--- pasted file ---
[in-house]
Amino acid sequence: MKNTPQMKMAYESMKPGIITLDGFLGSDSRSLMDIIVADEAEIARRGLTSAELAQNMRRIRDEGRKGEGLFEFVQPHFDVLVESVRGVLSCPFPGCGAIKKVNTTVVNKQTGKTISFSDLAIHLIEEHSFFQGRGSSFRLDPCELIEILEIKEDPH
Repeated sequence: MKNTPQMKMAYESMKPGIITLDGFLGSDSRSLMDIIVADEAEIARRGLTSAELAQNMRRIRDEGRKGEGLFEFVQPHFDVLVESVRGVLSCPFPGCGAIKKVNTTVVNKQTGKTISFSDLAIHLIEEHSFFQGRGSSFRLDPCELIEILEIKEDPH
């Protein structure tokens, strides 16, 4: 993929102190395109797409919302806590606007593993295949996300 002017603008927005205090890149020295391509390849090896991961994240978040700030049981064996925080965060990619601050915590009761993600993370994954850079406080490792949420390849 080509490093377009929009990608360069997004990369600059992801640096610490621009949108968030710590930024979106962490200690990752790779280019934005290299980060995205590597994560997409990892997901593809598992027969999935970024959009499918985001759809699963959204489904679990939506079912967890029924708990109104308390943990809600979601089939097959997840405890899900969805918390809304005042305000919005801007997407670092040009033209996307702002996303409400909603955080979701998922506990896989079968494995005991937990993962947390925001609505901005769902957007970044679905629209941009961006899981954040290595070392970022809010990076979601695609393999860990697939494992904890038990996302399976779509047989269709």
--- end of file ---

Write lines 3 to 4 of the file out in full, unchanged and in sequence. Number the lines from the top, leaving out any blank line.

Repeated sequence: MKNTPQMKMAYESMKPGIITLDGFLGSDSRSLMDIIVADEAEIARRGLTSAELAQNMRRIRDEGRKGEGLFEFVQPHFDVLVESVRGVLSCPFPGCGAIKKVNTTVVNKQTGKTISFSDLAIHLIEEHSFFQGRGSSFRLDPCELIEILEIKEDPH
């Protein structure tokens, strides 16, 4: 993929102190395109797409919302806590606007593993295949996300 002017603008927005205090890149020295391509390849090896991961994240978040700030049981064996925080965060990619601050915590009761993600993370994954850079406080490792949420390849 080509490093377009929009990608360069997004990369600059992801640096610490621009949108968030710590930024979106962490200690990752790779280019934005290299980060995205590597994560997409990892997901593809598992027969999935970024959009499918985001759809699963959204489904679990939506079912967890029924708990109104308390943990809600979601089939097959997840405890899900969805918390809304005042305000919005801007997407670092040009033209996307702002996303409400909603955080979701998922506990896989079968494995005991937990993962947390925001609505901005769902957007970044679905629209941009961006899981954040290595070392970022809010990076979601695609393999860990697939494992904890038990996302399976779509047989269709």